Fixtures that allow one to ride inside have been around for over 100 years. From the early days of cycling, the only indoor riding device was rollers, essentially a bike treadmill where one could pedal freely, if narrowly, in place. The main drawback of rollers came from the lack of pedaling resistance, so workouts were limited.
The RacerMate changed all that. This indoor trainer debuted in the 1970s and acted as a stand to lock the bicycle in place, then a progressive resistance device was affixed to the rear wheel. This let people finally pound out the watts at home, turning basements into pain caves. The resistance was essentially generated by fan blades. Later, magnets, fluid, and flywheels were added as resistance-generating contraptions, all evolving into the CompuTrainer, also by RacerMate, which used a computer to adjust resistance.
Today, nearly all these options can still be found. All work well, the difference being that the price increase usually matches an increase in precision, adjustability, and electronic integration. Rollers are still around, both with and without resistance. Basic trainers are often smaller, easily portable, and don’t depend on electricity or a fast internet connection. Smart trainers can be synced with virtual worlds, simulations of real-world rides, massive multi-player training platforms, remote classes, and more. Names like BKool, Kinomap, Peloton (there’s an app), Rouvy, SYSTM (formerly Sufferest), TrainerRoad, and Zwift all offer connected experiences.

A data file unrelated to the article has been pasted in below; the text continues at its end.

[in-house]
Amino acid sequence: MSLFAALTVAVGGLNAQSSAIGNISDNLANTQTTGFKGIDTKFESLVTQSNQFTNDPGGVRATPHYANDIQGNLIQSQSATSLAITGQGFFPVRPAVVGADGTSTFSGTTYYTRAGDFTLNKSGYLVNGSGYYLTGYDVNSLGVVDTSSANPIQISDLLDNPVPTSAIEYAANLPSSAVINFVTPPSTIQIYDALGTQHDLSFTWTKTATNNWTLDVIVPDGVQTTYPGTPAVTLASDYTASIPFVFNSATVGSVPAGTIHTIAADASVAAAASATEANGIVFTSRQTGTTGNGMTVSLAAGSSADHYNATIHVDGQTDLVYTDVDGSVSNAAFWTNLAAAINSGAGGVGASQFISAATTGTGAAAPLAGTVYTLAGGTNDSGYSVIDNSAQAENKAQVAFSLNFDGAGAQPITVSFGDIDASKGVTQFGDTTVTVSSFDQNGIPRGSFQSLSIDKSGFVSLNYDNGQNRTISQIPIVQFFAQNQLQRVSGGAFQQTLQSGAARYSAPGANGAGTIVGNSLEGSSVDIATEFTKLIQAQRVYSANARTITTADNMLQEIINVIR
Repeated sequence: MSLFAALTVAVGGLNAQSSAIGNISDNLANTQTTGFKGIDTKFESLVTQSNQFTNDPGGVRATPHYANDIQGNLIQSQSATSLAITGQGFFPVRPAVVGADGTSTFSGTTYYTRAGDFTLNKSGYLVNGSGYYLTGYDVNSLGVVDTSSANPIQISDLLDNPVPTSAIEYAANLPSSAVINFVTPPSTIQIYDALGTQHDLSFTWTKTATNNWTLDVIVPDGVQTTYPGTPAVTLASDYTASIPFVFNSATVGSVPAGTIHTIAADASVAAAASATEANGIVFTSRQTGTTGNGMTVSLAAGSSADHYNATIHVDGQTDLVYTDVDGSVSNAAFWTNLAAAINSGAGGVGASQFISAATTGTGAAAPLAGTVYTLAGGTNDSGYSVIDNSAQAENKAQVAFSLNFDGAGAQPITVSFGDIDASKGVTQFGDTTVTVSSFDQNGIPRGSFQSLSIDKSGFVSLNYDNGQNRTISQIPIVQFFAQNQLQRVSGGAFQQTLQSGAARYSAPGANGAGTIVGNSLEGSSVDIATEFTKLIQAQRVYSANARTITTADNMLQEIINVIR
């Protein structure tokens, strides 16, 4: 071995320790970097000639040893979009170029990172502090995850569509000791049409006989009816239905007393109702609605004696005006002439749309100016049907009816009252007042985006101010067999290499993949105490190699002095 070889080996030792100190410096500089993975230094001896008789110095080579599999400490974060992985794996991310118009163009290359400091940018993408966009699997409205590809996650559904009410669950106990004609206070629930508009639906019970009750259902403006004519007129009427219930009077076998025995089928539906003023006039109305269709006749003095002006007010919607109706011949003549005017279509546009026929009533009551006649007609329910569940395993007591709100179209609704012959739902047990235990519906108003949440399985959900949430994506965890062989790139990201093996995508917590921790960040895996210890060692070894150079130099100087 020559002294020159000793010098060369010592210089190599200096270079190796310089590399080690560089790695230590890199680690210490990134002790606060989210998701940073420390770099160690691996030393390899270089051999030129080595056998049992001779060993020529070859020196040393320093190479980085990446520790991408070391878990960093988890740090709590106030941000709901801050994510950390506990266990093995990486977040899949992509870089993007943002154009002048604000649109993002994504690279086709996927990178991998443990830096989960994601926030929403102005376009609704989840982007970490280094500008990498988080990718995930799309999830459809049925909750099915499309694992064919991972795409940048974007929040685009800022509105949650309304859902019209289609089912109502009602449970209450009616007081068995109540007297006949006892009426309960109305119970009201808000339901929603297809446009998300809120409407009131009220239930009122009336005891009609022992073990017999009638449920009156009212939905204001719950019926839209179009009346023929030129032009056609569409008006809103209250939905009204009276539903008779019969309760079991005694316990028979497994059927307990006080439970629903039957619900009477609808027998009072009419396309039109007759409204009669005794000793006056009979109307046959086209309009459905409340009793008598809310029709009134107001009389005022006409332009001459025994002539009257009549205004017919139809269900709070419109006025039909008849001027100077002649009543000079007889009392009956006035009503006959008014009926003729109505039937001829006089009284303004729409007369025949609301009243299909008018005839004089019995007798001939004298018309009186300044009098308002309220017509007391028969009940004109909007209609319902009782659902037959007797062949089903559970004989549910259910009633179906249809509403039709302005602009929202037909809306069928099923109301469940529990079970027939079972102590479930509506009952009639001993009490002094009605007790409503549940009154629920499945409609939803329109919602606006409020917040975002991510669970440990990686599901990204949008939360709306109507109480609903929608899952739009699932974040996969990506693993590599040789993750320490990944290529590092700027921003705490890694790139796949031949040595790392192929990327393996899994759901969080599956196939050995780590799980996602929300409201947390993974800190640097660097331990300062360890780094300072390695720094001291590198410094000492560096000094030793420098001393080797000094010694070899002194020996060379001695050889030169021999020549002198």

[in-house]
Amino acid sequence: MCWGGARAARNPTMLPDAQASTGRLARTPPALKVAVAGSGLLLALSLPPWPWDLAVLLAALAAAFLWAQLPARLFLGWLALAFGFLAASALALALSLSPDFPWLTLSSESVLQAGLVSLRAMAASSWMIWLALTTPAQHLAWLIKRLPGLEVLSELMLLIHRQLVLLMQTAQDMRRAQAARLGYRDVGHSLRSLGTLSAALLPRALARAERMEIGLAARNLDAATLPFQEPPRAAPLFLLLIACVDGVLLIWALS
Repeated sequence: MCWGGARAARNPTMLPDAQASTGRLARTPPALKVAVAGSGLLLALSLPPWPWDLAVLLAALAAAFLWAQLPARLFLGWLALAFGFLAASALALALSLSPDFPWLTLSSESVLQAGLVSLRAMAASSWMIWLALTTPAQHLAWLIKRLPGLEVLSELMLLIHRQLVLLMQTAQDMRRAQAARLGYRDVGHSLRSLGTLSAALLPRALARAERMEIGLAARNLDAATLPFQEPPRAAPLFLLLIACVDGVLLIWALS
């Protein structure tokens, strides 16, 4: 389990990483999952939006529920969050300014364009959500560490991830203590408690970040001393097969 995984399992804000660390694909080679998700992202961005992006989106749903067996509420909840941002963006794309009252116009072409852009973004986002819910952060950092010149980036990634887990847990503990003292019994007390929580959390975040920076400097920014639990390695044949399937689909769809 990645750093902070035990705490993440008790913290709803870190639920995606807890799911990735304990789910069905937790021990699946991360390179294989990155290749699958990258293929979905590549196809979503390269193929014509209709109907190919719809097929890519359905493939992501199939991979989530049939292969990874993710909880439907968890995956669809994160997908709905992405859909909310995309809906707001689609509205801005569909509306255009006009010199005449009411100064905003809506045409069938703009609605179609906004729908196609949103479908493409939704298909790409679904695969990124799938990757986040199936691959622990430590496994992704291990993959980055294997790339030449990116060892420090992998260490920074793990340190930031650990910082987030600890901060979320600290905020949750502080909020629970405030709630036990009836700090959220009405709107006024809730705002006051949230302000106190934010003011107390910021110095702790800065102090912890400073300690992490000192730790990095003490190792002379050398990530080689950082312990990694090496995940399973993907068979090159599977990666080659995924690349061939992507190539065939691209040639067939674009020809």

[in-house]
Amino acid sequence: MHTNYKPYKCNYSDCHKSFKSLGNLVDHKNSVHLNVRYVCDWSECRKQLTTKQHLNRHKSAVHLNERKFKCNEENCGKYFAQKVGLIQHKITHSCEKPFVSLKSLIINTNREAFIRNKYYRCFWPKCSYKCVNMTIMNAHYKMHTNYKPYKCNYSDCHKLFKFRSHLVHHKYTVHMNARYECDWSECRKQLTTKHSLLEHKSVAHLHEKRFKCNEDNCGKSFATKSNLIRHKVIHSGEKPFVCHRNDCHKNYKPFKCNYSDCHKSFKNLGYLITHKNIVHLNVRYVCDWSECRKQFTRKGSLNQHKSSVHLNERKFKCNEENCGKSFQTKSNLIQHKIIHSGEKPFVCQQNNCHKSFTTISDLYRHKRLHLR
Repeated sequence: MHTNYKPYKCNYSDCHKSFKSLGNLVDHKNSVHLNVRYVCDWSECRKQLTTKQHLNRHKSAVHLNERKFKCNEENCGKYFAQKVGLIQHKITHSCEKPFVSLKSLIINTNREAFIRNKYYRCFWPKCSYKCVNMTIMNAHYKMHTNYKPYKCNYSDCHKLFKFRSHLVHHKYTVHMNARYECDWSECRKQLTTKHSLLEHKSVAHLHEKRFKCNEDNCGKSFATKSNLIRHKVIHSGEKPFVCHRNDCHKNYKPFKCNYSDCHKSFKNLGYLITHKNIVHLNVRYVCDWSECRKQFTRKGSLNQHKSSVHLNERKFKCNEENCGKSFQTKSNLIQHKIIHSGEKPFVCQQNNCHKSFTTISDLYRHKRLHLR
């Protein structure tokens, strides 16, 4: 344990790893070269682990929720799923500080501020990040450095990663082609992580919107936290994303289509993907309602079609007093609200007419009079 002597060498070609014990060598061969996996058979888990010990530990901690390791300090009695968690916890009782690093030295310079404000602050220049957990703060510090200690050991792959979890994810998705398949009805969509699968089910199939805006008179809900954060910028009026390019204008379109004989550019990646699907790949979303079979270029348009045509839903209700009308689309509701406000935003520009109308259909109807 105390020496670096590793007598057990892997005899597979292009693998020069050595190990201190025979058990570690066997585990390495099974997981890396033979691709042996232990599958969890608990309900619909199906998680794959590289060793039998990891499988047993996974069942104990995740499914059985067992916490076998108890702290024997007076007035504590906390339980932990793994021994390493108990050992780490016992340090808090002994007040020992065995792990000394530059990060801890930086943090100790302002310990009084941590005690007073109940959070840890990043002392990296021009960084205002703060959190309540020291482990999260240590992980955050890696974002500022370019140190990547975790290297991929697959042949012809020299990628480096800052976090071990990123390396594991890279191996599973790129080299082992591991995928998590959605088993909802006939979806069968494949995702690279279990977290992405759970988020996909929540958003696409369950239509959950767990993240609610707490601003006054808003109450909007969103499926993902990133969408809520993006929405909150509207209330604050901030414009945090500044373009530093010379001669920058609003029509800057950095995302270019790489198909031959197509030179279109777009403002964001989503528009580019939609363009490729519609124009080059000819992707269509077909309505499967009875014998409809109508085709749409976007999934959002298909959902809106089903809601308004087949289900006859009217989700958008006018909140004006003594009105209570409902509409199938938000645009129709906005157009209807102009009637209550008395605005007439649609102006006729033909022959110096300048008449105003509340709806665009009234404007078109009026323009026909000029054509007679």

Saris is one of the longstanding trainer companies. They make rollers, basic trainers, and several grades of smart trainers. The M2 Smart Trainer is an economical way to get into the virtual training world, while the H3 Smart Trainer goes direct-drive and smooths out the ride with a 20lbs flywheel. Saris doesn’t stop with trainers. Saris also has the MP1 Nfinity, an indoor platform that provides side-to-side and front-to-back movement, which improves the riding feel for a more realistic indoor training experience.
Tacx has been building trainers since 1957, and thanks to Garmin’s recent purchase of the company, Tacx is back in the game. Tacx currently makes rollers, standard trainers, and smart trainers. Tacx’s Boost is a solid trainer for beginners and seasoned vets alike. It features ten levels of magnetic resistance with a 3.5lb flywheel smoothing out the ride. Their Flux series are direct drive smart trainers, which sync with Tacx’s proprietary training software as well as all other platforms.
Wahoo, the newest kid on the block, has always been about software integration. Naturally, all their KICKR trainers are smart. They currently have two wheel-on designs, the SNAP and the ROLLR, and two direct-drive designs, CORE and KICKR. Their features ascend in that order as well. The question is how much room you have, what kind of ride feel you want, and what level of commitment you have to your indoor training.